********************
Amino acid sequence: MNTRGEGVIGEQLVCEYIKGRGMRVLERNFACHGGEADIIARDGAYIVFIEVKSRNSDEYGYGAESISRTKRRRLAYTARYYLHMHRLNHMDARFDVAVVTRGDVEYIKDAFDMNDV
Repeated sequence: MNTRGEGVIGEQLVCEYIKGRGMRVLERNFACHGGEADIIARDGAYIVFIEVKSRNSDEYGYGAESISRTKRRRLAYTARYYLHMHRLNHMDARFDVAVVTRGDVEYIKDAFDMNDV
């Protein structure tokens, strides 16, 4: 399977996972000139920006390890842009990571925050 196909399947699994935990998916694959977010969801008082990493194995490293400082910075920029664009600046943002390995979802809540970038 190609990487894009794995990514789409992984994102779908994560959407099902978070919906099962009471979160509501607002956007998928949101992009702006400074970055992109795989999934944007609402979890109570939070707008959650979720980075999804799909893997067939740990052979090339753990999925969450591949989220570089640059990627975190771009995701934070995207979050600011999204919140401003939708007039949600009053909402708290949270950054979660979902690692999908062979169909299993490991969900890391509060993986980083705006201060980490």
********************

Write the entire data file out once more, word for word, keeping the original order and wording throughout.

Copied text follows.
Amino acid sequence: MNTRGEGVIGEQLVCEYIKGRGMRVLERNFACHGGEADIIARDGAYIVFIEVKSRNSDEYGYGAESISRTKRRRLAYTARYYLHMHRLNHMDARFDVAVVTRGDVEYIKDAFDMNDV
Repeated sequence: MNTRGEGVIGEQLVCEYIKGRGMRVLERNFACHGGEADIIARDGAYIVFIEVKSRNSDEYGYGAESISRTKRRRLAYTARYYLHMHRLNHMDARFDVAVVTRGDVEYIKDAFDMNDV
């Protein structure tokens, strides 16, 4: 399977996972000139920006390890842009990571925050 196909399947699994935990998916694959977010969801008082990493194995490293400082910075920029664009600046943002390995979802809540970038 190609990487894009794995990514789409992984994102779908994560959407099902978070919906099962009471979160509501607002956007998928949101992009702006400074970055992109795989999934944007609402979890109570939070707008959650979720980075999804799909893997067939740990052979090339753990999925969450591949989220570089640059990627975190771009995701934070995207979050600011999204919140401003939708007039949600009053909402708290949270950054979660979902690692999908062979169909299993490991969900890391509060993986980083705006201060980490």